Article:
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than five of his Adventurers, Nos. 39, 67, 74, 81, and 128*.
The next assistant in the Adventurer was Dr. Joseph Warton, to whom, in the original plan, the province of criticism and literature was consigned
This elegant scholar was born about the year 1722: his father, Thomas Warton, B.D., was Fellow of Magdalen College, Oxford, poetryprofessor from the year 1718 to 1728, and vicar of Basingstoke in Hampshire, and Cobham in Surrey. He married Elizabeth, daughter of the Rev. Joseph Richardson, Rector of Dunfold in Surrey, by whom he had three children: Joseph, the object of this article ; Thomas, the late poet and historian of English poetry, who died in 1790; and a daughter who died lately. He was the author of a volume of poems published by subscription in the year 1745, among which is the celebrated epigram on the king's sending a troop of horse to Oxford, at the same time he gave a collection of books to the University of Cambridge. This has usually been attributed to Dr. Trapp. Mr. Warton died in August, 1745, and was characterized by his sons as a man of learning, probity, and piety.
Mr. Joseph Warton was admitted a scholar into Winchester College, Aug. 2, 1736, and left it in 1740: he was admitted of Oriel College, Oxford, and determined his bachelor's degree in 1744, and was ordained, and immediately became his father's curate at Basingstoke, where
* They have been restored to Dr. Johnson's Works published in 1806.
he officiated till February, 1746. He proceeded M.A. by diploma, June 23, 1759, and B. and D.D. January 15, 1768. In May, 1766, he was elected head-master of Winchester College, which he resigned in 1793, soon after a kind of rebellion among the scholars, of the blame of which he appears to have had no share. Although long celebrated as a scholar, and living much among the patrons of the church, his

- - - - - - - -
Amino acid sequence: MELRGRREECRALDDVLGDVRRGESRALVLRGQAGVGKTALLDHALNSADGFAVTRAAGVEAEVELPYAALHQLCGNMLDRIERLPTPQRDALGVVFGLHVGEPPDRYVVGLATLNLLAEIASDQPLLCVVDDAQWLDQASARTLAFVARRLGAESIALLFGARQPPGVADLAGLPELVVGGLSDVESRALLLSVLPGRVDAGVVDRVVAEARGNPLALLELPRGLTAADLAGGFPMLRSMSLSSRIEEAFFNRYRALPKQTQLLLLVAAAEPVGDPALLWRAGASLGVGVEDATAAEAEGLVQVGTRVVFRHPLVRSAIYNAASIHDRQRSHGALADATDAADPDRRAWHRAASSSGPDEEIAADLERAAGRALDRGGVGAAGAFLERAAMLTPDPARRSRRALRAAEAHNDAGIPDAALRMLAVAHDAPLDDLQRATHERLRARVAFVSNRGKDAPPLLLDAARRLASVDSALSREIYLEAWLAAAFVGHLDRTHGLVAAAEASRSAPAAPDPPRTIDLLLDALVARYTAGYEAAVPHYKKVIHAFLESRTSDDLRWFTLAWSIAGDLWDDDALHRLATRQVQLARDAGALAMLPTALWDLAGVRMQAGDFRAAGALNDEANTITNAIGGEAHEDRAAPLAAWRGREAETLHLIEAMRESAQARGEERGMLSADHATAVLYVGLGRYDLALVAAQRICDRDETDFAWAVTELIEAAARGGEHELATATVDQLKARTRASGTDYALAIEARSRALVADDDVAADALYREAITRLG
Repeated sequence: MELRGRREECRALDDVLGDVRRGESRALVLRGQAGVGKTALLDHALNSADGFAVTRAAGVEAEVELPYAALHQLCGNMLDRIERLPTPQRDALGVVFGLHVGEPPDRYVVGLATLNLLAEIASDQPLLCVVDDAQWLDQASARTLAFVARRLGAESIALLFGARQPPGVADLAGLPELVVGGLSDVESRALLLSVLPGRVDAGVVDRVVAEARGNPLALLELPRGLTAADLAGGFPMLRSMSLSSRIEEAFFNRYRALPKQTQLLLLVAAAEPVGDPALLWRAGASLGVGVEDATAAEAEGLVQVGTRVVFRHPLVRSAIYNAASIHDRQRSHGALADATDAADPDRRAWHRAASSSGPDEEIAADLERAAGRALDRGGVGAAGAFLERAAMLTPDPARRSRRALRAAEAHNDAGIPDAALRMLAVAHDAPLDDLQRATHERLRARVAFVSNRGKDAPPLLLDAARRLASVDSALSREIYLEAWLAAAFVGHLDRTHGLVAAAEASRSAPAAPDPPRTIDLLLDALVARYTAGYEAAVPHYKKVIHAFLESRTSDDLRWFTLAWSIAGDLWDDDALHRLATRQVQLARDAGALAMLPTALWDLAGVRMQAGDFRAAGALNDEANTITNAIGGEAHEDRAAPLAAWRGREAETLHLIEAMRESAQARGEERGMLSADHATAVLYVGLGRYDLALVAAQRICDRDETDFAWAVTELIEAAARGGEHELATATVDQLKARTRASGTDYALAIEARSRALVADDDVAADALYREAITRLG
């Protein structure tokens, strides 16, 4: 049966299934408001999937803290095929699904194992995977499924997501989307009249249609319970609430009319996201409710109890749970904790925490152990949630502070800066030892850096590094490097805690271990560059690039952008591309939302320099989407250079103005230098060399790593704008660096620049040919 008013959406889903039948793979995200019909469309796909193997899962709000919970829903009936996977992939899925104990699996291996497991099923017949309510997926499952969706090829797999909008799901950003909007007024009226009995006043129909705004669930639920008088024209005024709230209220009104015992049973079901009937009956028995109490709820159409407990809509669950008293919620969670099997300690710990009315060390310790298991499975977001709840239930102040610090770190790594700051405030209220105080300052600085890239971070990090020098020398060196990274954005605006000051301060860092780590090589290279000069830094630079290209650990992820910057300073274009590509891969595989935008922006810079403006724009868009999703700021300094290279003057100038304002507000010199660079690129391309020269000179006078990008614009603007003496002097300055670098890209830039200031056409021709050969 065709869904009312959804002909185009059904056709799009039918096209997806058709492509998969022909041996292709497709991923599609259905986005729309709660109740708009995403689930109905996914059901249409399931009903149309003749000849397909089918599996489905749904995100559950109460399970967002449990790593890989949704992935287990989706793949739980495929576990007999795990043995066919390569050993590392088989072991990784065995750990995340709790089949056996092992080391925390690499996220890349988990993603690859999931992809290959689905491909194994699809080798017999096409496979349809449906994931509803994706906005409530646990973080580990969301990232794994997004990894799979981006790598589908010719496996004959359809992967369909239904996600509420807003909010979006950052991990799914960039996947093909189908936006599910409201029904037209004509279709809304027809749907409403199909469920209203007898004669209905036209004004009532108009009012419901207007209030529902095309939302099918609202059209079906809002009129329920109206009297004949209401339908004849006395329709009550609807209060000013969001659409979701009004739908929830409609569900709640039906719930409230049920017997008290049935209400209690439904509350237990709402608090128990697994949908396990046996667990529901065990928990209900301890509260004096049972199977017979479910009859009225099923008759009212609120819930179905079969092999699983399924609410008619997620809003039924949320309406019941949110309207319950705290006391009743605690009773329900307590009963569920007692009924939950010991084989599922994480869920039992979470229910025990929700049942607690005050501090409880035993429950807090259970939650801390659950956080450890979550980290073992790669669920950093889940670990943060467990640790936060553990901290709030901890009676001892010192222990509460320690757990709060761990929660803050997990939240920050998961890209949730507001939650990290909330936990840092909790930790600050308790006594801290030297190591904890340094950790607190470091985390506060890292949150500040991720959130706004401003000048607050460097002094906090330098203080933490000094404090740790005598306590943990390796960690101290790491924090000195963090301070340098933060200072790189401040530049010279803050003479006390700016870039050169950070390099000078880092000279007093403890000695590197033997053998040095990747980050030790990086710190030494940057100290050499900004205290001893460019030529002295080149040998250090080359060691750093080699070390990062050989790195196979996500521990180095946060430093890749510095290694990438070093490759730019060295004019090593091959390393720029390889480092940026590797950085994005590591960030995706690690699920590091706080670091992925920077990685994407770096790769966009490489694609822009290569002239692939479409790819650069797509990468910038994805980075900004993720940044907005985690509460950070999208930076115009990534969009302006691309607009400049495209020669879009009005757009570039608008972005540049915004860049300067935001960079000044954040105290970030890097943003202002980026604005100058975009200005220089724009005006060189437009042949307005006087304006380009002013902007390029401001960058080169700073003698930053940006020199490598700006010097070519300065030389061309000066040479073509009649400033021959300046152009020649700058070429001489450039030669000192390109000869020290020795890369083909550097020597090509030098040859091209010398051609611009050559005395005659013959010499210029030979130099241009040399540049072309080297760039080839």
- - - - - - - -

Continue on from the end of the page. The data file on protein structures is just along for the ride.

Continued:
promotions were neither numerous nor very valuable. He was rector of Wickham in Hampshire, a prebendary of Winchester and of St. Paul's, and rector of Upham in Hampshire, which last he received from the Bishop of Winchester in the year 1788*
His earliest publication was a volume of Odes, in 1747. In 1756, without his name, appeared the Essay on the Writings and Genius of Pope, vol. 1; and in 1782, the second volume, of which the first two hundred pages were printed about twenty years before publication. Dr. Johnson accounted for this delay by supposing that the author was disappointed in not having been able to persuade the world to be of his opinion as to Pope. But the kindness his brother had received from Warburton is supposed, with more probability, to have delayed a work, in which Warburton was to be mentioned without much respect for his critical talents. Johnson praises it, however, as a book which teaches how the brow of criticism may be smoothed, and how she may be enabled, with all her severity, to attract and to delight.
* A more minute account of his life has lately been published by the Rev. Mr. Wooll, with a literary correspondence, a selection from his poems, &c.
In 1753 was published, The Works of Virgil in English verse; the Eneid translated by the Rev. Mr. Christopher Pitt, the Eclogues and Georgics by Mr. Joseph Warton, &c.' 4 vols. octavo; dedicated to Sir George, afterwards Lord Lyttleton. Of Dr. Warton's Georgics and Eclogues, it has been said that they convey the sense of the originals with greater exactness and perspicuity than any other translation we have; that the versification is
and harmonious, and the style correct and pure: yet that, if read for themselves, they are inferior, as pleasing poems, to the similar performances of Dryden.